The new New Republic is launching an in-house native advertising division called Novel, the company announced today.
“Leveraging proprietary marketing technology and The New Republic’s authority as a mission-driven media organization, Novel will partner with brands to conceptualize, develop, and launch long-term content marketing initiatives aimed at creating positive social impact,” said the announcement.
This is the latest in a string of changes to the 100-year-old magazine, which tumultuously reinvented itself as “a vertically integrated digital media company” this past December. In March, TNR brought NewsCred’s Kayvan Salmanpour in as chief revenue officer, and announced that his duties would include building “a team to provide creative services for advertisers.”
“As brands shift more of their marketing budgets toward content development, it is important that we help our ad partners develop content that engages our coveted audience — both within and outside our walls,” Mr. Vidra wrote in a memo at the time.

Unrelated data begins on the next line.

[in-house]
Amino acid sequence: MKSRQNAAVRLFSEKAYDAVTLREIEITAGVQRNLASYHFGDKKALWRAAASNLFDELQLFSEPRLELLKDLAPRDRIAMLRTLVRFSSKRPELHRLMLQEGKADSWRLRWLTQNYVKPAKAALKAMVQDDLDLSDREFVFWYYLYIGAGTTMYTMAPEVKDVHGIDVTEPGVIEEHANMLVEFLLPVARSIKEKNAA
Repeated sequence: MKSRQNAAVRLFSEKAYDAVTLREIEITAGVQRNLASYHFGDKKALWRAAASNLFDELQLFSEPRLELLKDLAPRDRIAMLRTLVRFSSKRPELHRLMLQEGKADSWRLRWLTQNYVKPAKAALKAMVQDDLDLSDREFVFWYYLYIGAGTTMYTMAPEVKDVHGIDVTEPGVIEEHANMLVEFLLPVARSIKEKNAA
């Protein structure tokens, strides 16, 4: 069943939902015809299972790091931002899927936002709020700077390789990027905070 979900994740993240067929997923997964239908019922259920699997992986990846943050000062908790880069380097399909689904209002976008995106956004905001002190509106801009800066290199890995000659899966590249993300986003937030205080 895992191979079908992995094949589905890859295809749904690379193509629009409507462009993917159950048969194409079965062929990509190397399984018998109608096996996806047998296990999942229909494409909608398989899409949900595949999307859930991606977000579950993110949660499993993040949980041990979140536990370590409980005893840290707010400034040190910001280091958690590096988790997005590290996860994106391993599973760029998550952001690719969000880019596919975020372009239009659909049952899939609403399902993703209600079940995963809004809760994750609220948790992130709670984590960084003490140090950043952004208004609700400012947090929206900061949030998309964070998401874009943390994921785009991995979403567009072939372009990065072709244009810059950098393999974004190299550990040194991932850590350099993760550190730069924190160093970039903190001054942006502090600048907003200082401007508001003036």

Novel will be led by Mr. Salmanpour and director Amelia Pisapia, NewsCred’s former head of editorial. Andrew Essex, who recently left ad agency Droga5, where he was vice chairman, will join TNR‘s advisory board to focus on Novel.
Forming an in-house native advertising division is being embraced by everyone from The New York Times to Vice and BuzzFeed as publishers see brands as a lucrative revenue stream. Just last week, Condé Nast debuted its first campaign, a Samsung-branded cover for food mag Bon Appétit, from its new native advertising unit 23 Stories, which it announced in January. Unlike TNR‘s Novel, which will be kept separate from editorial, 23 Stories made headlines for allowing advertisers to work directly with editors.